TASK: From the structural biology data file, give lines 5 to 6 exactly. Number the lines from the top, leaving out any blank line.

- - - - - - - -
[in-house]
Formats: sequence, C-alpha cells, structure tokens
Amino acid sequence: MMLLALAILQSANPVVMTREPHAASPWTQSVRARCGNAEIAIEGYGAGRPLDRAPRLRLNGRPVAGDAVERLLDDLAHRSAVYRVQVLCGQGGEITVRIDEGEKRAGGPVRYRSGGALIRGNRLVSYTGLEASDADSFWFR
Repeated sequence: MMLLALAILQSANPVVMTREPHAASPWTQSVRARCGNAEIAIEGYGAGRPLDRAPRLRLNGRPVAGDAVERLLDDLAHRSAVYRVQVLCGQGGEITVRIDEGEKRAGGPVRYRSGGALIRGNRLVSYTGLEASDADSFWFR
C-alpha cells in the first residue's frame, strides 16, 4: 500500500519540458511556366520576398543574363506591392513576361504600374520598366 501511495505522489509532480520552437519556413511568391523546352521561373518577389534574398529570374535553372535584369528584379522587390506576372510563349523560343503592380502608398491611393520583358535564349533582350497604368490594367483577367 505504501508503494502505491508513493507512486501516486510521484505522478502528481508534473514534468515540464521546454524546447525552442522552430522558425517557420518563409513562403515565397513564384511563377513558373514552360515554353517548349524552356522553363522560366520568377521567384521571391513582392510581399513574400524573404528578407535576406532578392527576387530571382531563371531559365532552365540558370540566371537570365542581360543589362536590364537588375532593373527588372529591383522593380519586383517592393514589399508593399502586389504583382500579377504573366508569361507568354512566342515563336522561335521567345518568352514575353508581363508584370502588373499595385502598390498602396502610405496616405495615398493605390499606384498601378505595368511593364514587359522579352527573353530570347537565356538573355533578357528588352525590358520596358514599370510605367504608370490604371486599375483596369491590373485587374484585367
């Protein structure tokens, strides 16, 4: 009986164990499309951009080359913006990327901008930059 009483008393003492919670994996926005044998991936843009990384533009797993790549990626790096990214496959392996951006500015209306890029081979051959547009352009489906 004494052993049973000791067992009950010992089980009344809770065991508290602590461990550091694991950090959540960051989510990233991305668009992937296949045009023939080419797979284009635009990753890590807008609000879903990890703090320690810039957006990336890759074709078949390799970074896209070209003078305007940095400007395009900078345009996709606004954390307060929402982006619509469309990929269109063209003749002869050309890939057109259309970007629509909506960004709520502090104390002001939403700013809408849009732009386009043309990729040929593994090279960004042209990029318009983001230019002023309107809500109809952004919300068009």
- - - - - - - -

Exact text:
C-alpha cells in the first residue's frame, strides 16, 4: 500500500519540458511556366520576398543574363506591392513576361504600374520598366 501511495505522489509532480520552437519556413511568391523546352521561373518577389534574398529570374535553372535584369528584379522587390506576372510563349523560343503592380502608398491611393520583358535564349533582350497604368490594367483577367 505504501508503494502505491508513493507512486501516486510521484505522478502528481508534473514534468515540464521546454524546447525552442522552430522558425517557420518563409513562403515565397513564384511563377513558373514552360515554353517548349524552356522553363522560366520568377521567384521571391513582392510581399513574400524573404528578407535576406532578392527576387530571382531563371531559365532552365540558370540566371537570365542581360543589362536590364537588375532593373527588372529591383522593380519586383517592393514589399508593399502586389504583382500579377504573366508569361507568354512566342515563336522561335521567345518568352514575353508581363508584370502588373499595385502598390498602396502610405496616405495615398493605390499606384498601378505595368511593364514587359522579352527573353530570347537565356538573355533578357528588352525590358520596358514599370510605367504608370490604371486599375483596369491590373485587374484585367
């Protein structure tokens, strides 16, 4: 009986164990499309951009080359913006990327901008930059 009483008393003492919670994996926005044998991936843009990384533009797993790549990626790096990214496959392996951006500015209306890029081979051959547009352009489906 004494052993049973000791067992009950010992089980009344809770065991508290602590461990550091694991950090959540960051989510990233991305668009992937296949045009023939080419797979284009635009990753890590807008609000879903990890703090320690810039957006990336890759074709078949390799970074896209070209003078305007940095400007395009900078345009996709606004954390307060929402982006619509469309990929269109063209003749002869050309890939057109259309970007629509909506960004709520502090104390002001939403700013809408849009732009386009043309990729040929593994090279960004042209990029318009983001230019002023309107809500109809952004919300068009």